Tag Archive for: aging

I cry differently as an adult. I mostly cry about the same kinds of things, but there seems to be an odd threshold for actual tears falling now that there wasn’t when I was younger.

I have always been fairly emotionally sensitive, crying when I perceive that someone I love is hurting or finding myself so deeply embedded in a book or movie that a fictional tragedy sends me reeling.  I have also always been a frustrated-crier. That is to say, if I ever feel completely misunderstood or disregarded or unfairly shut-down, the anger that rises in me does so in a liquid form rather than a vaporous trail of words I probably ought not to utter.  I am one of those women who cries when her boss yells at her or when anyone in authority calls me out, especially if it is unjustified.  I have hated that quality for most of my life, all the while knowing that it has special powers over some males of the species (in my younger years, I was pulled over for speeding/taillights out/changing lanes without signaling a few times and always, the tears tumbled over each other to cascade down my cheeks — I have never ever had a ticket, only warnings).

As an adult, though, it seems that something has changed. Either my older-woman body is producing less liquid or my eyes have sunk deeper into my lower lids. Despite continuing to have very strong feelings about a variety of things, I seem less able to cry actual tears than I used to be.

Today, as we headed to the mall to shop for back-to-school clothes (admittedly one of the activities I despise the most, so I may have been a tad bit predisposed to negative energy), Eve said something mean to Lola. Instantly, I felt my chin begin to dimple and my eyes moisten behind my driving glasses.  I quietly pointed out that Lola’s feelings were quite likely to be very bruised by that comment and asked Eve to consider her sister’s reaction before opening her mouth. In the uncomfortable silence that followed, my emotions continued to build as Eve’s words echoed in my head and I imagined just how painful and shocking it must have been for Lola to hear them.  I half-wanted Eve to glance over and see a tear rolling down my cheek, if only because it may have made my point for me, but not one drop crested the edge. I blinked. My eyelashes glistened, but still no tears fell.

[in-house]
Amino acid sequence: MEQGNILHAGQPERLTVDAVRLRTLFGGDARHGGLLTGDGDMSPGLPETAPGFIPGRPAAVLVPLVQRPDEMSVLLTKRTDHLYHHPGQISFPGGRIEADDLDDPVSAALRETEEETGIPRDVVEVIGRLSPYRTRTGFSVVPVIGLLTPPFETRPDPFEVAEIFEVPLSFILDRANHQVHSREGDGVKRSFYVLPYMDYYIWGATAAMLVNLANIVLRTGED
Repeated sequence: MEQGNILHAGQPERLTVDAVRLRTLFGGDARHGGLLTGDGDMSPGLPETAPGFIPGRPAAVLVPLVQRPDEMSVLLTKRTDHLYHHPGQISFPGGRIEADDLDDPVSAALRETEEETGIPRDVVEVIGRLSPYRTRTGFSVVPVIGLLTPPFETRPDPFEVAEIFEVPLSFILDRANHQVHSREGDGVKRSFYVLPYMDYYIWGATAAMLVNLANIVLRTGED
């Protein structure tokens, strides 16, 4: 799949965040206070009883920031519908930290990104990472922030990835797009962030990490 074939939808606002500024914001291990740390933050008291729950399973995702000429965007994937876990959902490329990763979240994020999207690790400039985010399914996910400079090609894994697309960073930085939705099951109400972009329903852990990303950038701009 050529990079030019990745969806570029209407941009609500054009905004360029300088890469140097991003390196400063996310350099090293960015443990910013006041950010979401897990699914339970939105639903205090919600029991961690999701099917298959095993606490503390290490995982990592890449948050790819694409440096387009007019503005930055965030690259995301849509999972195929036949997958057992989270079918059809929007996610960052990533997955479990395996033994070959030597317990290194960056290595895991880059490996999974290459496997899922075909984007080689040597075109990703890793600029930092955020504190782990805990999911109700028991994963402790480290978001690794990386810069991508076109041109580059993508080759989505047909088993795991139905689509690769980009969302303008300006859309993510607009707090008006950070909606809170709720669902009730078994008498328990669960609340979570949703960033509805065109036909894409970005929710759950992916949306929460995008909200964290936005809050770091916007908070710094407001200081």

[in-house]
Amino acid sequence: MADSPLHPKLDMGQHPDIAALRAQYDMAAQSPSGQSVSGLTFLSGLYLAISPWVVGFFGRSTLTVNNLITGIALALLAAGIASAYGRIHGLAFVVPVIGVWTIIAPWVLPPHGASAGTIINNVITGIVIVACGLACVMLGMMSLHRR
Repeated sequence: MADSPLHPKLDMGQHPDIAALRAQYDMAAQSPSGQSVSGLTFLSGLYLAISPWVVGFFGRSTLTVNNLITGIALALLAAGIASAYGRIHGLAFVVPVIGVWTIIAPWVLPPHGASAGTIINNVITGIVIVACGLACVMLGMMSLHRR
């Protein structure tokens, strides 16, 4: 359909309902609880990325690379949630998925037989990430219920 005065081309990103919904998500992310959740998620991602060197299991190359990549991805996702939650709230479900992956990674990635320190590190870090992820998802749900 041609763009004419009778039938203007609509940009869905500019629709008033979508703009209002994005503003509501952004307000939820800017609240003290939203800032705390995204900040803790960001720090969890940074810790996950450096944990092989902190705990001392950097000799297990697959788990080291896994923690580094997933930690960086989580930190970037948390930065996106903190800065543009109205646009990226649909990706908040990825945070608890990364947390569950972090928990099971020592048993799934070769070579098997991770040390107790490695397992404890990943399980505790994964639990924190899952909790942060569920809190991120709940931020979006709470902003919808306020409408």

When my cat, Marley, died I was heartbroken. She was my first real pet as an adult.  This tiny, charcoal grey bundle of silky, purring fur that slept on my lap, shared my pillow with me, and loved everyone she met.  She lived for 13 years and when the Emergency Vet called to tell me she died peacefully in her sleep I was stunned.  I couldn’t cry for the longest time. A lump inhabited my throat, my face screwed up in that hideous way that prompts you to cover it with both hands, and my chin quivered, but no tears fell.  I alternately held my breath and gasped and buried my head in Bubba’s shoulder in true, physical grief, but it took forever for the tears to form and release.  Once they did, it was a torrent of warm, salty emotional relief, but it took forever.

I never did cry actual tears today, although my eyes did well up for a bit. Eve didn’t notice, or if she did hear my occasional sniffles and put two and two together, she didn’t let on.  The emotion passed and we ended up having an okay time shopping together, the three of us. In retrospect, I’m glad I didn’t start crying and risk sparking a “whole thing” as Eve says, but it does make me wonder just when I stopped being able to create a flood of tears so that my ‘crying’ has morphed into more of a sad-face-making endeavor than a sloppy mess.

When I was a kid, I don’t think I thought much of aging. I can recall thinking that my grandparents were ancient and my parents were just plain old.  There wasn’t much worry of mortality in my worldview, but I do remember feeling lucky that I still had the majority of my life ahead of me, wide and expansive. Everyone said I could do whatever I wanted to, be whomever I chose (within limits – my father was a Marine and was big on personal responsibility and ‘doing the right thing’).  It seemed as though my parents’ lives were set in stone. Their careers chosen, families begun.  Other than maybe buying a new car every few years, how were their lives going to change much in the future?

That view was mostly reinforced by mass media – wrinkles were bad, anti-aging products and jazzercise were there to help you look younger and feel younger.  My mother’s contemporaries lied about their ages and winked, complimented each other on how ‘fresh’ they looked when they met at school events.  My father was obsessed with physical fitness and his vanity showed in his crisply ironed shirts and slacks. I blame the shiny shoes on the Marine Corps.  It’s no wonder I was convinced that being a kid was where it was at.